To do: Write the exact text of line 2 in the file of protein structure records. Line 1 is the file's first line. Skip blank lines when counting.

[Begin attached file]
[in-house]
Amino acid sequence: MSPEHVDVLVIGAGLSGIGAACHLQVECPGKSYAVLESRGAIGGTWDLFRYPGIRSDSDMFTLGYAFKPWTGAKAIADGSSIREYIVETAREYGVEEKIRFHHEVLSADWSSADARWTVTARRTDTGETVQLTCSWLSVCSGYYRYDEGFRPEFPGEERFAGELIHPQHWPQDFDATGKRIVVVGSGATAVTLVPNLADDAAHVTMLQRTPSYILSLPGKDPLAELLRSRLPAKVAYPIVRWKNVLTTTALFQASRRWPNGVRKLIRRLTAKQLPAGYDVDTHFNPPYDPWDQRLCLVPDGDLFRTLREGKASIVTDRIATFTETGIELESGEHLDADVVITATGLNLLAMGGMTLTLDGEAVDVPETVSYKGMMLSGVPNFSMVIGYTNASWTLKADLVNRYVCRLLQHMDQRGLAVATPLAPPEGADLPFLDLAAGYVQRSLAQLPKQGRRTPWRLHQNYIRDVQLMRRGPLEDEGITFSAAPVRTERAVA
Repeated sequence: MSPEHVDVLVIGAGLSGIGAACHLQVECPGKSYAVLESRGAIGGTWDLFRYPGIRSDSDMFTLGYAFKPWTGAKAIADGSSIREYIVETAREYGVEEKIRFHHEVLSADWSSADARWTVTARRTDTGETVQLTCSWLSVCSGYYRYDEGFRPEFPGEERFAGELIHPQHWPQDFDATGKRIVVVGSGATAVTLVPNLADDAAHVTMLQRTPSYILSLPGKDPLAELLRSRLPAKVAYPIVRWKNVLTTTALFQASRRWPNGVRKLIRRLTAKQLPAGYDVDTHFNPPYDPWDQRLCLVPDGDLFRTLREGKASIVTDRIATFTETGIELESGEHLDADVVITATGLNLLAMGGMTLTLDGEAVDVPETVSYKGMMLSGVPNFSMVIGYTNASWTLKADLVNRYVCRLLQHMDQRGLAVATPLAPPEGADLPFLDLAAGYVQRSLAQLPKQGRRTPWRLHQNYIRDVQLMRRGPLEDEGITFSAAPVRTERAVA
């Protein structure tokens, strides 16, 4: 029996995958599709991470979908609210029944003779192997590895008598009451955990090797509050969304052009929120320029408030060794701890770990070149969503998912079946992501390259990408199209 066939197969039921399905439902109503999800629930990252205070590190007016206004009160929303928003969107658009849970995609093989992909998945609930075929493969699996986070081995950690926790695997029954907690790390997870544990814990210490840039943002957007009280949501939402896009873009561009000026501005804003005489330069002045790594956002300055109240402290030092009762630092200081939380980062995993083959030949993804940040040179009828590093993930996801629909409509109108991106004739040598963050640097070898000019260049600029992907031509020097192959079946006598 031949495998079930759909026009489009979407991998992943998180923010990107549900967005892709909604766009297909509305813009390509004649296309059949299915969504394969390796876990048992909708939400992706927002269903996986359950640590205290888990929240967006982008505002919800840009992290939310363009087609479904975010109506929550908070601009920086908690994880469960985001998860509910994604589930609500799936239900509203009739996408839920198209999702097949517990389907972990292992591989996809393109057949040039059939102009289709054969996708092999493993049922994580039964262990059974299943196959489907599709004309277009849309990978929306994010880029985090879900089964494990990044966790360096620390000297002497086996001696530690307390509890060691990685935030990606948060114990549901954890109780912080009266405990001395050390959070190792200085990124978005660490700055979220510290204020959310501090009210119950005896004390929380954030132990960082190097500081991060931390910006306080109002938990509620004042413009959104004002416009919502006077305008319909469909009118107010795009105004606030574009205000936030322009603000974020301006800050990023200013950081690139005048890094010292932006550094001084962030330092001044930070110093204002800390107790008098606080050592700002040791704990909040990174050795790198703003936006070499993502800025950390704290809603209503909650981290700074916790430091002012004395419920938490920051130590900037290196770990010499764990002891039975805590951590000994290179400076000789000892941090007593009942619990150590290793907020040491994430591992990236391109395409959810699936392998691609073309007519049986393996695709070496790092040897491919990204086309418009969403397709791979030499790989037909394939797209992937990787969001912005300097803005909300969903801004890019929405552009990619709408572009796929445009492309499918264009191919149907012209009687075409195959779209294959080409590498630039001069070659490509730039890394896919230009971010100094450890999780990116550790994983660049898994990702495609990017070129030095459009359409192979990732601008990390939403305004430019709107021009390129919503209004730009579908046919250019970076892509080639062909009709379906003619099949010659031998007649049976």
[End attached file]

Amino acid sequence: MSPEHVDVLVIGAGLSGIGAACHLQVECPGKSYAVLESRGAIGGTWDLFRYPGIRSDSDMFTLGYAFKPWTGAKAIADGSSIREYIVETAREYGVEEKIRFHHEVLSADWSSADARWTVTARRTDTGETVQLTCSWLSVCSGYYRYDEGFRPEFPGEERFAGELIHPQHWPQDFDATGKRIVVVGSGATAVTLVPNLADDAAHVTMLQRTPSYILSLPGKDPLAELLRSRLPAKVAYPIVRWKNVLTTTALFQASRRWPNGVRKLIRRLTAKQLPAGYDVDTHFNPPYDPWDQRLCLVPDGDLFRTLREGKASIVTDRIATFTETGIELESGEHLDADVVITATGLNLLAMGGMTLTLDGEAVDVPETVSYKGMMLSGVPNFSMVIGYTNASWTLKADLVNRYVCRLLQHMDQRGLAVATPLAPPEGADLPFLDLAAGYVQRSLAQLPKQGRRTPWRLHQNYIRDVQLMRRGPLEDEGITFSAAPVRTERAVA